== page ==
EDITOR’S NOTE: The DRJ Career Development Committee is supporting this series of articles featuring the career paths of industry professionals. Throughout this series of candid interviews, we hope to provide career advice to our readers by highlighting lessons learned, highs and lows, opportunities and challenges. The DRJ Career Development Committee promotes education, opportunity, inclusion, and excellence surrounding the exploration and evolution of career paths in all aspects of business continuity and risk management. Key elements of our mission include promoting open and candid discussions of career opportunities, providing mentorship, resources, and guidance to equip our membership with the necessary knowledge, best practices, and tools to succeed in their chosen career path.
A friend saw a business continuity job and suggested that Eric Skinkle apply for it. The company, Prometric, wanted someone who could collaborate and grow into the position. Skinkle fit what they were looking for, and he has now been business continuity coordinator for the company for two years.
Skinkle says he wanted to get involved with more emergency management types of work, but he had no experience in the field. As the only full-time employee in the company who is devoted 100 percent to business continuity, most employees take BC seriously. He has worked hard over the past two years to reinforce the importance to employees who view it as a back-burner issue and feel they do not need to worry about it now.
“It takes changing mindsets and fortifying the importance and need to those colleagues to overcome this challenge,” Skinkle says.
Currently he uses Microsoft Team, email, phone, and in-person meetings for communication with peers and colleagues.
Although he has just been in the profession for two years, he has thoroughly enjoyed his experience in the field. “BC works with all levels of a company and allows for use of your imagination when coming up with scenarios and questions for teams to probe them to flush out more effective plans.”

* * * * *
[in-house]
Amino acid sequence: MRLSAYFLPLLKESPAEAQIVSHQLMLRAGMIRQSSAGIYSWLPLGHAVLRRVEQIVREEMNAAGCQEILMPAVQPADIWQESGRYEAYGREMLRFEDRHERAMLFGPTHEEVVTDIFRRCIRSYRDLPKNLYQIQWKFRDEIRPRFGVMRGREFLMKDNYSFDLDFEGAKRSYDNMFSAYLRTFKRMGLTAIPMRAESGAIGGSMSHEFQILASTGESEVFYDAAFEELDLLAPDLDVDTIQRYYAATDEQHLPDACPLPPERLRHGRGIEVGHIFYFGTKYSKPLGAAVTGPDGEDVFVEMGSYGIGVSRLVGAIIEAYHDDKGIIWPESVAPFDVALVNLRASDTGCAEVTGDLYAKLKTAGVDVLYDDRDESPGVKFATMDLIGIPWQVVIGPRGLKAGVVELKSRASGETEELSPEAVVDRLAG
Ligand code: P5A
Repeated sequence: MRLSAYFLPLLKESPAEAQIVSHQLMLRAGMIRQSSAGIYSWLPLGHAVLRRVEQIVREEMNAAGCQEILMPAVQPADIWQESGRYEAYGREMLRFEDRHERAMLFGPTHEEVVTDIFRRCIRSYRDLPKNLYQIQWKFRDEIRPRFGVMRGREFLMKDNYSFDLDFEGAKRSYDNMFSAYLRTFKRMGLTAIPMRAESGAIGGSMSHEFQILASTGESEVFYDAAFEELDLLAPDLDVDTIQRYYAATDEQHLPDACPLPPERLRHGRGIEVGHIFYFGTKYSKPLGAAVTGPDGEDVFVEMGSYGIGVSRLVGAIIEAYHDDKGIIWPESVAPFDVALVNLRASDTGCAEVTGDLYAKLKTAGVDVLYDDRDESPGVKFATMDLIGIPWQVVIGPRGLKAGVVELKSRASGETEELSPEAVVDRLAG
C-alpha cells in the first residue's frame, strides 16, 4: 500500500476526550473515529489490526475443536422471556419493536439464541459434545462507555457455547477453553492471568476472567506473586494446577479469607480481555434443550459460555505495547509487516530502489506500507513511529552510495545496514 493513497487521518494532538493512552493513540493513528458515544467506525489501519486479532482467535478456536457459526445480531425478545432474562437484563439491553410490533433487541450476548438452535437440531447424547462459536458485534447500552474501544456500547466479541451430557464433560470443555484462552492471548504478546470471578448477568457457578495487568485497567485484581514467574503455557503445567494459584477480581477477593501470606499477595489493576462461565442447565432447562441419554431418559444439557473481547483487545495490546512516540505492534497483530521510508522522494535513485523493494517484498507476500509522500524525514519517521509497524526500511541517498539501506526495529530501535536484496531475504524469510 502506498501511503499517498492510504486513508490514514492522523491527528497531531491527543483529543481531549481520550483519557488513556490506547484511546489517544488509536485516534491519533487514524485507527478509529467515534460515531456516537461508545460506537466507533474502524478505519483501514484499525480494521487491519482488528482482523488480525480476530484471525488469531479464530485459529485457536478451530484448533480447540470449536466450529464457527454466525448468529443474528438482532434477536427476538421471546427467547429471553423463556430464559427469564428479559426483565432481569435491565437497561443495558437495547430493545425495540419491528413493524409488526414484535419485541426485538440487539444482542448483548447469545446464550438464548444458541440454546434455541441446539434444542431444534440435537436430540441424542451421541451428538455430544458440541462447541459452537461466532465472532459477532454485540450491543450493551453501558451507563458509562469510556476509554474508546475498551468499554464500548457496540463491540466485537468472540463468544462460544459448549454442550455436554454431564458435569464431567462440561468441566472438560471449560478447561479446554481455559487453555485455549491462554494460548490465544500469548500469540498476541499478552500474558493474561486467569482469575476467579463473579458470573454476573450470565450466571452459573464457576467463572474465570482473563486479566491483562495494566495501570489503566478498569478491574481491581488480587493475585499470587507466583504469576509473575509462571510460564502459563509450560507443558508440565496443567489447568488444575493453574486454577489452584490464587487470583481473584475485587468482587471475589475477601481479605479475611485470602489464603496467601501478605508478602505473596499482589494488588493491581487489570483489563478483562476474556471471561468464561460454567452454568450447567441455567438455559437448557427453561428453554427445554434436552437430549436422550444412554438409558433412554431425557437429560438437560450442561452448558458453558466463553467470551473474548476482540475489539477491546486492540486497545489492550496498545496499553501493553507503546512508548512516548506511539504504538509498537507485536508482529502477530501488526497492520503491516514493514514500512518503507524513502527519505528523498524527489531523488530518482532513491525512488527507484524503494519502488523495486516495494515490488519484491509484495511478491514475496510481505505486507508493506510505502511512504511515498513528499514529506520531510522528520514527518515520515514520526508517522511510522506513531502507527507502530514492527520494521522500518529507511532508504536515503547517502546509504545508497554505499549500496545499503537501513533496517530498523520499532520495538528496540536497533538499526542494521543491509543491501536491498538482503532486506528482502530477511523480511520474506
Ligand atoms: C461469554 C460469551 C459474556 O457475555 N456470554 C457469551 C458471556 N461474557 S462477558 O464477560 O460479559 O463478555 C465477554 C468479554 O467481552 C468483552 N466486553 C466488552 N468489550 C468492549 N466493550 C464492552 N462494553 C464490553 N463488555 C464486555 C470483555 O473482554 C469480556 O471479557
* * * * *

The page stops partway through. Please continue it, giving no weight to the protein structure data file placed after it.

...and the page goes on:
Skinkle says new professionals should not be afraid to ask questions and challenge previous methods. Trial-and-error practices are key in this profession, and professionals should ensure management knows that and is behind their employees. He says one of the worst answers one can hear is, “That would never happen.” It means the employees have not thought of it and are not prepared for that scenario. One of the best answers to get is, “I don’t know.” This gives the professional a starting point and confirms that the employees are beginning to think with an open mind.
Skinkle enjoys working with every department, office, and level of employee. “It gives me a clear perspective of each department’s priorities and goals to understand the direction I need to aim the plans.” He adds that creating and leading tabletop exercises are two of his favorite parts of the job. It gives him the opportunity to use his imagination and storytelling skills to give a realistic scenario that teams take seriously and get valuable takeaways to bring back to their team and plans.
Skinkle feels that working in today’s business continuity field needs to continue to change and evolve to protect businesses from new threats. “A solid professional community and continued education are keys to that goal.”
For advice to college students, Skinkle says he wishes he knew about this field when he was in college. For current university students, he says they should learn about the basics and be told about testing a business continuity program with tabletop exercises. “I know that would have gotten me excited about a career in BC earlier.”
Skinkle is constantly looking for learning, networking, and mentoring opportunities in his area. In addition, he recently joined the Business Continuity Institute as an affiliate member while he pursues his CBCI certification. “I want to be more involved with the BC community to be able to grow professionally and help improve the community as a whole.”
At this point, Skinkle says he has done a handful of webinars and a few FEMA independent study courses. He has not been able to take formal courses or attend conferences at this time, but hopes to do so in the future.
For more information on the DRJ Career Development Committee, contact Tracey Forbes Rice. Rice is a member of the Disaster Recovery Journal Editorial Advisory Board (EAB) and chairperson of the Career Development Committee. Rice has 20 years of experience in business continuity and risk management. As vice president of customer engagement at Fusion Risk Management, Rice brings customers together, partnering with them to develop innovative solutions and to achieve new levels of program success. Rice welcomes your feedback at firstname.lastname@example.org.